Students may undertake electives in a few rural hospitals, through the Division of Rural Health in the Faculty of Health Sciences. The Division has links with hospitals particularly in North West province and Mpumalanga province.
The names of students who have an interest in a rural elective should be submitted to the Elective Office, which will in turn make contact with the Division of Rural Health to arrange details of the placement.
The divisions of Emergency Medicine and Rural Health collaborate in a special rural elective 'package deal'. Students choosing this option will spend 2 weeks doing Emergency Medicine in one of the Johannesburg hospitals, gaining important basic skills to assist them to be more useful in the South African context, before then going out to a rural hospital for 4 weeks.
All the important information given on the website is applicable to rural electives. Some additional important points regarding rural placements are the following:
1. Public transport to rural sites is not easily accessible. It is strongly recommended that students wishing to undertake a rural elective should have a valid international driver?s license and should rent a car for the duration of his/her stay. This would enable you to explore the environment around the hospital you are in. If this is not possible, students will have to arrange their own transport to the hospital; this will not be arranged by the faculty, the division nor the hospital.
2. A minimum of 4 weeks at the rural hospital is required.
3. It is strongly recommended that students plan a few days in Johannesburg for orientation and acclimatization prior to going out to a rural hospital.
4. Rural hospitals are staffed by generalist doctors and primary health care nurses, who are responsible for supervising students on site. There are no specialists in these hospitals. Students will generally work in all sections of the hospital, including casualty (A&E), outpatients department and maternity, and will have the chance to go to outlying clinics. Students are expected to get involved and to contribute to patient care in the hospital, thus clinical skills are essential. A rural hospital is not suitable for students looking to do a discipline-based elective, outside of primary care/family medicine, but will provide good experience in emergency medicine, child health, obstetrics, HIV medicine, and basic surgery.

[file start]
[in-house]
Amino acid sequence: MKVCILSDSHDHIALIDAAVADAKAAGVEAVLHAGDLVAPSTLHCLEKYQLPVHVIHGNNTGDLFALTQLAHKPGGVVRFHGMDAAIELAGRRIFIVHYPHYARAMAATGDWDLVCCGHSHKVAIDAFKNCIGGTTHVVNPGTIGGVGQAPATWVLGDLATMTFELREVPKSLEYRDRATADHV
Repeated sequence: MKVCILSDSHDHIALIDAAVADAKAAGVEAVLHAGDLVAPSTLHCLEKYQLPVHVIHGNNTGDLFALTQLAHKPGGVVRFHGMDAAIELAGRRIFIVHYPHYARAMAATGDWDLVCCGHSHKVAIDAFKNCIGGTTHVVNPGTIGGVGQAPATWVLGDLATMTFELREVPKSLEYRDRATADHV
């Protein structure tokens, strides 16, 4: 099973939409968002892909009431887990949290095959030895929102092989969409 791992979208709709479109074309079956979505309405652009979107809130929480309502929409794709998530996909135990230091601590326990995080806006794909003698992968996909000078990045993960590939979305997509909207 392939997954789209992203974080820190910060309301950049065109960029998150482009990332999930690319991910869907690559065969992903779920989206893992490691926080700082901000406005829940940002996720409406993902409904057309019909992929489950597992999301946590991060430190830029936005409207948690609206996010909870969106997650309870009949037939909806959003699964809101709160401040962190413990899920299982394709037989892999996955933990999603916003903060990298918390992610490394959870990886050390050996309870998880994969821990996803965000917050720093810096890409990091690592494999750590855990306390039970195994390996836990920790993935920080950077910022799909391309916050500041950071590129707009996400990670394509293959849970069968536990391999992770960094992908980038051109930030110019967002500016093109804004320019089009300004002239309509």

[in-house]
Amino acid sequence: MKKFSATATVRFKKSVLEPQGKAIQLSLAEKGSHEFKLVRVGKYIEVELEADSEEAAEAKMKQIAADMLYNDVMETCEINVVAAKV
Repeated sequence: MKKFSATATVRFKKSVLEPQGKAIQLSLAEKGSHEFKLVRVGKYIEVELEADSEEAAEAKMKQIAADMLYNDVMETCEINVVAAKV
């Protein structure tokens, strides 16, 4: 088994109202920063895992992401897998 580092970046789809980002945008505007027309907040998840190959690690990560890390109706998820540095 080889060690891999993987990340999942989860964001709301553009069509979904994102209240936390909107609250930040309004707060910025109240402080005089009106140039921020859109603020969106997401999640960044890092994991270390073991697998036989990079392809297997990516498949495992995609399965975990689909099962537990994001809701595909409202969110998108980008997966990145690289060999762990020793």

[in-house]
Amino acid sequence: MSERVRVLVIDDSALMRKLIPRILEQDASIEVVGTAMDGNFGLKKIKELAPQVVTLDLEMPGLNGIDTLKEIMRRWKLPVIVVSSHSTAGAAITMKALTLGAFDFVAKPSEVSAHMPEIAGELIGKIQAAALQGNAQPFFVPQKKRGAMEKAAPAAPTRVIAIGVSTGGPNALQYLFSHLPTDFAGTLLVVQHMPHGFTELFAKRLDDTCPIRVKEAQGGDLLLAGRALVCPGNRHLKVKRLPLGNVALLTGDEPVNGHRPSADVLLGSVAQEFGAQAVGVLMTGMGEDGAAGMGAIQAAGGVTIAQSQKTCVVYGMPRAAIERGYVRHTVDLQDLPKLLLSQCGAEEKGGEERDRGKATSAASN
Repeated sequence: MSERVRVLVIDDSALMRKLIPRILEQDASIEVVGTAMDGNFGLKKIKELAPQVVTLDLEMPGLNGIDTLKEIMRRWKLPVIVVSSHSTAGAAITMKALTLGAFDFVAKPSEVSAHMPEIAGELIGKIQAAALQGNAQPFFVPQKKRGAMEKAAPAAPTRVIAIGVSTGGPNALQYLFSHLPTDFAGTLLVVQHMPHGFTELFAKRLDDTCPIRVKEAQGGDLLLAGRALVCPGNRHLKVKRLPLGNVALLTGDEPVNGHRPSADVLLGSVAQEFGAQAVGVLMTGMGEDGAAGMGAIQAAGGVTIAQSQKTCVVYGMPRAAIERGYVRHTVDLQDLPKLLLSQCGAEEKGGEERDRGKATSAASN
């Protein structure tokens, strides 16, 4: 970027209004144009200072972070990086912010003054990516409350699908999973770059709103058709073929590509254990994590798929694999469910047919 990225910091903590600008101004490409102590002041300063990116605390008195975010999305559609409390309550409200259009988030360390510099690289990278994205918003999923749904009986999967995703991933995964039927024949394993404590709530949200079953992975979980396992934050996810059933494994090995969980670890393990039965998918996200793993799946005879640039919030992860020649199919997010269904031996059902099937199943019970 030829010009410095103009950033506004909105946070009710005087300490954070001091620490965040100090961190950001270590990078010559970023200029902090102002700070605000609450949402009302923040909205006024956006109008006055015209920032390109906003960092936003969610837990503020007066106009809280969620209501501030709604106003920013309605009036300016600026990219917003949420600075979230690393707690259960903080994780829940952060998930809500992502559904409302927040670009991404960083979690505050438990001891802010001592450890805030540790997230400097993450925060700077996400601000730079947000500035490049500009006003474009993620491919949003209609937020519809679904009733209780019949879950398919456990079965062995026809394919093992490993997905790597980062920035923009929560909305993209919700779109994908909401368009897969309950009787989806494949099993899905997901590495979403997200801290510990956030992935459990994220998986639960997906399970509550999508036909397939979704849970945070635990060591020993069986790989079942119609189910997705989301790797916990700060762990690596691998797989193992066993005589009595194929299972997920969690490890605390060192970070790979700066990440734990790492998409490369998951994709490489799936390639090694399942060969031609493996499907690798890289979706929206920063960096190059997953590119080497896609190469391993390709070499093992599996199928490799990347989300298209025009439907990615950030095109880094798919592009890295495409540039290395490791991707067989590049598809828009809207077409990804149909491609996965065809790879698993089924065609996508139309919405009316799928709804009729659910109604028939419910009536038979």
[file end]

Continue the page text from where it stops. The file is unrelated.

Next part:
5. Staffing of rural hospitals is often precarious. Supervisors may not be available at times or may leave before the student arrives. The Division cannot guarantee that the elective will take place as arranged, but alternative plans can be made and students always benefit greatly from the experience.
6. Students are expected to read about the history, geography, culture and language of the area they will be going to, as well as to read about cultural adjustment or culture shock, before they arrive. Some useful articles may be found in the journal Rural and Remote Health at www.rrh.org.au ? in particular search for articles in the series entitled 'rural hospital focus'. We also recommend the book 'Communicating with the African Patient' by Chris Ellis; go to http://www.lastoutpost.info/Books.aspx for more information.
7. Basic accommodation is provided at the hospitals, usually for a small fee and at the student?s own expense.
8. Meals are also usually available through the hospital kitchen at a reasonable rate. Many students prefer to look after themselves in terms of food.
9. Students need to be aware of safety and security issues. Generally rural areas are much safer than Johannesburg but standard precautions are advised. In particular, driving on unfamiliar rural roads at night is not recommended, because animals and pedestrians often present a hazard to unsuspecting international visitors.